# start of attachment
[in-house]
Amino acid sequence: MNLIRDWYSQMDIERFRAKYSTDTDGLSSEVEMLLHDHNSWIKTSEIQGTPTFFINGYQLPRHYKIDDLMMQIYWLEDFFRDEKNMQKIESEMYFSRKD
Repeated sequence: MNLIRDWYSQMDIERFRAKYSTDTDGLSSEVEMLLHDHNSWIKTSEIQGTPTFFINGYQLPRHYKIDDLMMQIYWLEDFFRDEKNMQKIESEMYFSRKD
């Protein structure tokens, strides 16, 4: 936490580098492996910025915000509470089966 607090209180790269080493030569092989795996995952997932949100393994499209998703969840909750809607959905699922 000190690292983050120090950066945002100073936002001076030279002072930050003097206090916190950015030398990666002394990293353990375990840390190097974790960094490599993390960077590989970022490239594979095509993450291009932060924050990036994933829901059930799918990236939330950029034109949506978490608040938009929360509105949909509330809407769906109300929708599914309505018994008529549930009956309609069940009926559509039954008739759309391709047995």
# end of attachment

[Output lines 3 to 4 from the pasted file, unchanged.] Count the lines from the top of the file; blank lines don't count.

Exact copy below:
Repeated sequence: MNLIRDWYSQMDIERFRAKYSTDTDGLSSEVEMLLHDHNSWIKTSEIQGTPTFFINGYQLPRHYKIDDLMMQIYWLEDFFRDEKNMQKIESEMYFSRKD
């Protein structure tokens, strides 16, 4: 936490580098492996910025915000509470089966 607090209180790269080493030569092989795996995952997932949100393994499209998703969840909750809607959905699922 000190690292983050120090950066945002100073936002001076030279002072930050003097206090916190950015030398990666002394990293353990375990840390190097974790960094490599993390960077590989970022490239594979095509993450291009932060924050990036994933829901059930799918990236939330950029034109949506978490608040938009929360509105949909509330809407769906109300929708599914309505018994008529549930009956309609069940009926559509039954008739759309391709047995």